Road Safety Manual
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For all countries, in the establishment phase, there are known interventions, which if implemented effectively, will deliver results (see Intervention Selection and Prioritisation). These interventions include:

  • safer speed
  • improved safety of road and roadside infrastructure
  • improved seatbelt wearing
  • improving safety for vulnerable road users (pedestrians, two-wheeler riders, cyclists)
  • reduced drink driving
  • improved medical management after crashes occur

These recommended measures are applicable to all countries. However, there are further measures which would be relevant in targeting improved safety in LMICs. These measures include:

  • safer heavy vehicles (trucks and buses),
  • safer heavy vehicle driver compliance with road rules, and
  • further two-wheeler measures including a focus on helmet wearing and provision of separate roadside lanes (or at least hard shoulder provision) on rural roads.

Apart from such interventions, accompanying tasks may be necessary to support road safety performance, especially in LMICs. In LMICs, demonstration projects and other means, including ongoing strengthening of existing road safety activities and the development of digital data systems for licensing and offence records (and their linkage) will be a challenging, but rewarding process. Improvements to public sector governance and the implementation of the supportive, enabling systems necessary to underpin good public policy and good road safety performance, will take considerable focused effort over a number of years.

These are substantial challenges. This is not to discourage immediate action, but there needs to be a realistic sense of what can be achieved in the short-term. This will depend heavily upon:

  • the level of resources;
  • the advisory expertise marshalled in support (particularly for overall project management and administrations);
  • the outcome focus of the activity;
  • the extent of high-level commitment to achieving change and performance improvement.

It is also vital that actions which increase road crash risks are not taken, even if the outcome is unintended. Box 6.5 details the unanticipated impact of resurfacing of roads leading to higher travel speeds and therefore increased fatalities in the former East Germany before remediation measures were taken.


The experience of the German State of Brandenburg in the years immediately after German reunification is relevant for other emerging countries. Initially there was:
  • little road safety experience within the road authorities;
  • a high proportion of old/unsafe vehicles on the network;
  • many novice drivers with little pre-licence supervised driving experience;
  • police reluctance to actively enforce road rules due to historical links to the former political system.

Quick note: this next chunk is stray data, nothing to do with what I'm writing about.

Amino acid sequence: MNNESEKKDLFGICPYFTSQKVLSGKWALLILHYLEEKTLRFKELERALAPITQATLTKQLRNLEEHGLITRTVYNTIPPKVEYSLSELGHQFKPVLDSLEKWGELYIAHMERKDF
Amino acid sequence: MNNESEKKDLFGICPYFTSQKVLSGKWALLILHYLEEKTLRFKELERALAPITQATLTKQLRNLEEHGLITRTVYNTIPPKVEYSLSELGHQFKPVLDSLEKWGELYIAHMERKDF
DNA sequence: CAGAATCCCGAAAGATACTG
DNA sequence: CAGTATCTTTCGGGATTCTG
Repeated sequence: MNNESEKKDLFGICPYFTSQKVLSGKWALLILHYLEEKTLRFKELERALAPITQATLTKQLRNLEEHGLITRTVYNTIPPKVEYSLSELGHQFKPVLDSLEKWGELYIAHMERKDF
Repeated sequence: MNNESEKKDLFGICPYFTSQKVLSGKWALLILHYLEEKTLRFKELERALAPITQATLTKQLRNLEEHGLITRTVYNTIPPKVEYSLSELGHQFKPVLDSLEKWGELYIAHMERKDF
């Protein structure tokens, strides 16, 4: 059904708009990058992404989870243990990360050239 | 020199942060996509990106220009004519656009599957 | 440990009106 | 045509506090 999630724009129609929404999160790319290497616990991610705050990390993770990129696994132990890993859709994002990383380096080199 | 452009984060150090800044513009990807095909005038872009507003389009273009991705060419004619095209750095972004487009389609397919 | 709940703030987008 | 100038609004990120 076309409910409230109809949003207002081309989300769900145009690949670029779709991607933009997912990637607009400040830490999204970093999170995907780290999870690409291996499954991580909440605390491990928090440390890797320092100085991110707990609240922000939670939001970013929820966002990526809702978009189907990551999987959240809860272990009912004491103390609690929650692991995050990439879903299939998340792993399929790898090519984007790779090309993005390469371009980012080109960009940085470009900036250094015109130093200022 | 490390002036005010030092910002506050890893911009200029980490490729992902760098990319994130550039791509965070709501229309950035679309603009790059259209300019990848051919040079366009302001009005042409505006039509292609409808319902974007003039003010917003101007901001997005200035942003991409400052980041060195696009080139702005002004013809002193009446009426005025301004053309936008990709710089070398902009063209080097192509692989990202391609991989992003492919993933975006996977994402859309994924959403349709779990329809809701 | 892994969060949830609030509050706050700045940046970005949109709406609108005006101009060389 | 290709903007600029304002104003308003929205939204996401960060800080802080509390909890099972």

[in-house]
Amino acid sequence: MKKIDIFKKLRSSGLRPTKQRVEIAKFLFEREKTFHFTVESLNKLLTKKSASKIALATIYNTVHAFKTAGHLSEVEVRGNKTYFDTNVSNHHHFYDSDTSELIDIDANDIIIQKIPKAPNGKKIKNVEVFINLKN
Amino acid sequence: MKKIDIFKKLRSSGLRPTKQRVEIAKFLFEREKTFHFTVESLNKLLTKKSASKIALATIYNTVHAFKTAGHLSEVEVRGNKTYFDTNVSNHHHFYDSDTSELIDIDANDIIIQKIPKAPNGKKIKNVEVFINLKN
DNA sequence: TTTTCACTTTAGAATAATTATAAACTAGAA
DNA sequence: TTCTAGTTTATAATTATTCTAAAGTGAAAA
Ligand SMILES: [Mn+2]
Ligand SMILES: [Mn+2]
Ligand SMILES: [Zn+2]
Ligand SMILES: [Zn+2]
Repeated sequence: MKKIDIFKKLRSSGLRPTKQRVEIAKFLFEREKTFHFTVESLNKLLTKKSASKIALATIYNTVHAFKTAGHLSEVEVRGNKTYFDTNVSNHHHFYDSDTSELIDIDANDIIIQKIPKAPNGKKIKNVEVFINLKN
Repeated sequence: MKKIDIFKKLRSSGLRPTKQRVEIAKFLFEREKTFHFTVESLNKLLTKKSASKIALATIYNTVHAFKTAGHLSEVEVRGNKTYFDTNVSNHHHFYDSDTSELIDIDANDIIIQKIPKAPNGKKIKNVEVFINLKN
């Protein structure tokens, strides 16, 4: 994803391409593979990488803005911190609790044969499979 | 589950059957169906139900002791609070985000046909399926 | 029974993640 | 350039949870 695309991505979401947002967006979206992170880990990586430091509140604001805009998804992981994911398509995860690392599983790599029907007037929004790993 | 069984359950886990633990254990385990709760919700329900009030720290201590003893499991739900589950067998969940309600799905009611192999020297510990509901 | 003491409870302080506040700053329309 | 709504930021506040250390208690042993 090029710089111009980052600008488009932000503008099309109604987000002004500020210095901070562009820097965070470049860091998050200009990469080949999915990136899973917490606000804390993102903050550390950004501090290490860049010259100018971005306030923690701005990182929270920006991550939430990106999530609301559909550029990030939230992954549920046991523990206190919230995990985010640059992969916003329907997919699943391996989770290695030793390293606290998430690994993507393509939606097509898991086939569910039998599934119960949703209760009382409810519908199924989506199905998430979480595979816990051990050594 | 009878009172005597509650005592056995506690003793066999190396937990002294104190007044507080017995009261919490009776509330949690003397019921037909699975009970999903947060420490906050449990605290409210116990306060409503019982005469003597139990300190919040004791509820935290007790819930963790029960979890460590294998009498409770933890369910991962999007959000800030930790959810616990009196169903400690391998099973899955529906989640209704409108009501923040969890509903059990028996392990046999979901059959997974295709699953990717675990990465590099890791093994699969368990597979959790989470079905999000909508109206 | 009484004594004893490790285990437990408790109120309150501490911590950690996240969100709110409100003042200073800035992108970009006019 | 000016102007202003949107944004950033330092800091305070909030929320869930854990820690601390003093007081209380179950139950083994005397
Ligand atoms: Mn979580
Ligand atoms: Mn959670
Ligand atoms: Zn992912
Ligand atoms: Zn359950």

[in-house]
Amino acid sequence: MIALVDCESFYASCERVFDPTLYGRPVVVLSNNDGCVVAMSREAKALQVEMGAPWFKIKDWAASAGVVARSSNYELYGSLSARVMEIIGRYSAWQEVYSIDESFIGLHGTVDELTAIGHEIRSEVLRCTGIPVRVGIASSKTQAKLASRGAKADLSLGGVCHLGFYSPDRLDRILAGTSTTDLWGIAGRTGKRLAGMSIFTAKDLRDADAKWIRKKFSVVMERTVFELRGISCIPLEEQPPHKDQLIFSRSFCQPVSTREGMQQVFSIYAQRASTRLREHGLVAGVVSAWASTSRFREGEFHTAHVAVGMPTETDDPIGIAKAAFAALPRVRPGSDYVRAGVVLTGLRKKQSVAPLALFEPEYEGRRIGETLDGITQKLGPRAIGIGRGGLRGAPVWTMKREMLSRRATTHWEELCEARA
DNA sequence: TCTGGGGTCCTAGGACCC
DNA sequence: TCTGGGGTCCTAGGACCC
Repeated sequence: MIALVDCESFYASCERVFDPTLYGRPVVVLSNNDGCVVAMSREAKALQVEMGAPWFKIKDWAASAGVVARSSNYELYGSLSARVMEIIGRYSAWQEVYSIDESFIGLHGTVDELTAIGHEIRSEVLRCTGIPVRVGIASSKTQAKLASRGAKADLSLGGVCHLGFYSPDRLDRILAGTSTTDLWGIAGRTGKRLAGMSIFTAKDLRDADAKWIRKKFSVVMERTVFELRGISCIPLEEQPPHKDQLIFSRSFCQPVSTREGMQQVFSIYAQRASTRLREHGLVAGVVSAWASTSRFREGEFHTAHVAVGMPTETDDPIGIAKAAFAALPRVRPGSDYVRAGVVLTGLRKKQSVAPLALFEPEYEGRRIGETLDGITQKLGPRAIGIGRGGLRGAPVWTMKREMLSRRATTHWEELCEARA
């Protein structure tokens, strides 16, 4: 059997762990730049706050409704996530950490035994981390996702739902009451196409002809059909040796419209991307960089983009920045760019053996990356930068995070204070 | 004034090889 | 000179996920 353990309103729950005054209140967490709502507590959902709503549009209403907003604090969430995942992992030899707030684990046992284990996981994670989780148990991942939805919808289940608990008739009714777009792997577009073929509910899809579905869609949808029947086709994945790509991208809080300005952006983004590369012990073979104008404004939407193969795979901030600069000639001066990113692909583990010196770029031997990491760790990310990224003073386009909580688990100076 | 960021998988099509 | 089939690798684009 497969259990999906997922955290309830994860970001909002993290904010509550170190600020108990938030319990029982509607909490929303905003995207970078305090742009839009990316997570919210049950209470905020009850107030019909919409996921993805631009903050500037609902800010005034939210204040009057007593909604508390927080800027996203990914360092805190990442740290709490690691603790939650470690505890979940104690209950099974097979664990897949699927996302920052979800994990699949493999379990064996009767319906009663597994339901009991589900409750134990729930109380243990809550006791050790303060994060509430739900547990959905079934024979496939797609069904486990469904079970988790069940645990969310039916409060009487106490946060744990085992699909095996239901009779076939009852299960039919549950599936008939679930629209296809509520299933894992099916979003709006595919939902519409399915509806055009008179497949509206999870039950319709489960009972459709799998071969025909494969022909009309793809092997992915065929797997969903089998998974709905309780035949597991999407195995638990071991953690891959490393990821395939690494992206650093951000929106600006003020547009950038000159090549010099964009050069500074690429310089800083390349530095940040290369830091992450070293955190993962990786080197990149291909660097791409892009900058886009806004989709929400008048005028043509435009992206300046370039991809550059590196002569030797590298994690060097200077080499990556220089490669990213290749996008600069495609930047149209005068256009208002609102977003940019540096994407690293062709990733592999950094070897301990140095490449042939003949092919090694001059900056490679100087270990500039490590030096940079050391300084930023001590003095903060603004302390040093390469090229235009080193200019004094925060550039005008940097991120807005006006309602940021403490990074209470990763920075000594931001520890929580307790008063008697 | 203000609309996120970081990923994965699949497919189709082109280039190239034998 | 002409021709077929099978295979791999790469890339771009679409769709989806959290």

An early action reflected the lack of available knowledge. A programme of new asphalt resurfacing of existing roads without corresponding safety mitigation measures resulted in increased speeds and greater numbers of fatalities. Time was required to identify appropriate road safety actions. Within a few years road safety success was eventually achieved, with a reduction of 72% in severe accidents and 81% in fatalities within 20 years in a sustainable way.

Source: Wenk & Vollpracht (2013).


For the growth and consolidation phases of investment, development of comprehensive strategies and action plans will be necessary and there will be capacity available by then to build meaningful proposals which can be fully assessed for their likely contribution to proposed targets. In the later part of the growth phase and beyond, the estimated aggregate impact of implementable actions can be utilised to provide a target (see Setting Targets). 

In this phase developed capacity data, tools and knowledge have to be available to

  • enable a more detailed analysis of risks on a regular basis
  • analyse crash outcome risks
  • review existing action plans
  • develop countermeasure strategies and actions
  • evaluate implemented measures and economic measures (e.g. benefit-cost ratio, net present value and first year rate of return)
  • guide initiatives through legislative and policy development processes
  • disseminate results (e.g. by work-shops, knowledge exchange, information campaigns)

In HICs and LMICs there will be many potential interventions which can be applied in the growth phase and beyond. Later chapters address road safety engineering interventions in detail (see Intervention Selection and Prioritisation), and other interventions (such as improved road user behaviour through legislation, enforcement, and licensing; improved vehicle standards; and improved post-crash care) are also important.

Interventions (i.e. countermeasures) to address the identified risks in the growth and consolidation investment phases can be developed based on evidence from demonstration projects and other jurisdictions, as well as from research. The Austroads Guide to Road Safety Part 2 (2013) provides a conceptual framework for countermeasure selection, based on the Safe System approach, and sets out steps for:

  • matching countermeasures to problems;
  • assessing whether particular countermeasures are likely to be successful;
  • the likely returns on investment;
  • the capacity to deliver particular countermeasures.


Reference sources

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